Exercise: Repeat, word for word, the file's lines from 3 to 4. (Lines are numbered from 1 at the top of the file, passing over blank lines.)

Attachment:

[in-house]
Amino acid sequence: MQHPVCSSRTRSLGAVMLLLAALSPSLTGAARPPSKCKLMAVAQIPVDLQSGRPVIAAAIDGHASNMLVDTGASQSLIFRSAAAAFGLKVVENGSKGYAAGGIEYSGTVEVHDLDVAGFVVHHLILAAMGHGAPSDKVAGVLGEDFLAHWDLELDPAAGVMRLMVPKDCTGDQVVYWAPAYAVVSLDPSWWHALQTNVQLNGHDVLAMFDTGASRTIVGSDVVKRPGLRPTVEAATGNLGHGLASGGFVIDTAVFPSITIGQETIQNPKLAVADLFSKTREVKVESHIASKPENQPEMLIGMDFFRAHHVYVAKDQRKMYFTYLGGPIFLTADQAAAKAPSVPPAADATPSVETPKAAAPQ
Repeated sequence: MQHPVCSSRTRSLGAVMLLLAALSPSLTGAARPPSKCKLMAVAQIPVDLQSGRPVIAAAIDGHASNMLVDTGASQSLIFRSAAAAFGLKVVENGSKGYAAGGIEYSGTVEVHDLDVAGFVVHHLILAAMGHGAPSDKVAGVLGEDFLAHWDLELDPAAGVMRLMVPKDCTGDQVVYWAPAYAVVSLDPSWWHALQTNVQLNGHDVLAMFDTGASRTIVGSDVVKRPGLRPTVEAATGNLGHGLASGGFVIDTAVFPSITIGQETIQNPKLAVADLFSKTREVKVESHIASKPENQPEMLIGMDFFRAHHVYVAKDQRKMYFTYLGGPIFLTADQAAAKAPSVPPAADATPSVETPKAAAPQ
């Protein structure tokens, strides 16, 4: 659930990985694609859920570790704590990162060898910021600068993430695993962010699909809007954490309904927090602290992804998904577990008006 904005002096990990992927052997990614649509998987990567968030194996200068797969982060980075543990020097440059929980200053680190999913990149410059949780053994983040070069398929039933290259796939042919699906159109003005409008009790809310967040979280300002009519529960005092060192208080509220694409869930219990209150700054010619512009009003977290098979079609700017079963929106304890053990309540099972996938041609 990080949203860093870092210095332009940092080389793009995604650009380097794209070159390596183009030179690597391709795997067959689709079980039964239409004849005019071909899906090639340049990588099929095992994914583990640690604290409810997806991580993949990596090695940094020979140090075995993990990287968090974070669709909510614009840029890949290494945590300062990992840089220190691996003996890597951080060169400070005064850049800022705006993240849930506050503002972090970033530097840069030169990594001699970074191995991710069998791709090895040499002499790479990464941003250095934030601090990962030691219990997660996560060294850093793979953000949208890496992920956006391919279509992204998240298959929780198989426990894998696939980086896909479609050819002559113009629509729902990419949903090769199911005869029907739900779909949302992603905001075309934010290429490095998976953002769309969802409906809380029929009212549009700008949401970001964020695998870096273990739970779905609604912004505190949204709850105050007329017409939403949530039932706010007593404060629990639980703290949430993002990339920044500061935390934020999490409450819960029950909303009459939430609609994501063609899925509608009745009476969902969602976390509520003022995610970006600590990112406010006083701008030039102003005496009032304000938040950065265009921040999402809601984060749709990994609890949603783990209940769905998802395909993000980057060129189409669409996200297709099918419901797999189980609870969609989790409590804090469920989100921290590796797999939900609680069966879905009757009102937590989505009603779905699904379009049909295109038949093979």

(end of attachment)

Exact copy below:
Repeated sequence: MQHPVCSSRTRSLGAVMLLLAALSPSLTGAARPPSKCKLMAVAQIPVDLQSGRPVIAAAIDGHASNMLVDTGASQSLIFRSAAAAFGLKVVENGSKGYAAGGIEYSGTVEVHDLDVAGFVVHHLILAAMGHGAPSDKVAGVLGEDFLAHWDLELDPAAGVMRLMVPKDCTGDQVVYWAPAYAVVSLDPSWWHALQTNVQLNGHDVLAMFDTGASRTIVGSDVVKRPGLRPTVEAATGNLGHGLASGGFVIDTAVFPSITIGQETIQNPKLAVADLFSKTREVKVESHIASKPENQPEMLIGMDFFRAHHVYVAKDQRKMYFTYLGGPIFLTADQAAAKAPSVPPAADATPSVETPKAAAPQ
């Protein structure tokens, strides 16, 4: 659930990985694609859920570790704590990162060898910021600068993430695993962010699909809007954490309904927090602290992804998904577990008006 904005002096990990992927052997990614649509998987990567968030194996200068797969982060980075543990020097440059929980200053680190999913990149410059949780053994983040070069398929039933290259796939042919699906159109003005409008009790809310967040979280300002009519529960005092060192208080509220694409869930219990209150700054010619512009009003977290098979079609700017079963929106304890053990309540099972996938041609 990080949203860093870092210095332009940092080389793009995604650009380097794209070159390596183009030179690597391709795997067959689709079980039964239409004849005019071909899906090639340049990588099929095992994914583990640690604290409810997806991580993949990596090695940094020979140090075995993990990287968090974070669709909510614009840029890949290494945590300062990992840089220190691996003996890597951080060169400070005064850049800022705006993240849930506050503002972090970033530097840069030169990594001699970074191995991710069998791709090895040499002499790479990464941003250095934030601090990962030691219990997660996560060294850093793979953000949208890496992920956006391919279509992204998240298959929780198989426990894998696939980086896909479609050819002559113009629509729902990419949903090769199911005869029907739900779909949302992603905001075309934010290429490095998976953002769309969802409906809380029929009212549009700008949401970001964020695998870096273990739970779905609604912004505190949204709850105050007329017409939403949530039932706010007593404060629990639980703290949430993002990339920044500061935390934020999490409450819960029950909303009459939430609609994501063609899925509608009745009476969902969602976390509520003022995610970006600590990112406010006083701008030039102003005496009032304000938040950065265009921040999402809601984060749709990994609890949603783990209940769905998802395909993000980057060129189409669409996200297709099918419901797999189980609870969609989790409590804090469920989100921290590796797999939900609680069966879905009757009102937590989505009603779905699904379009049909295109038949093979």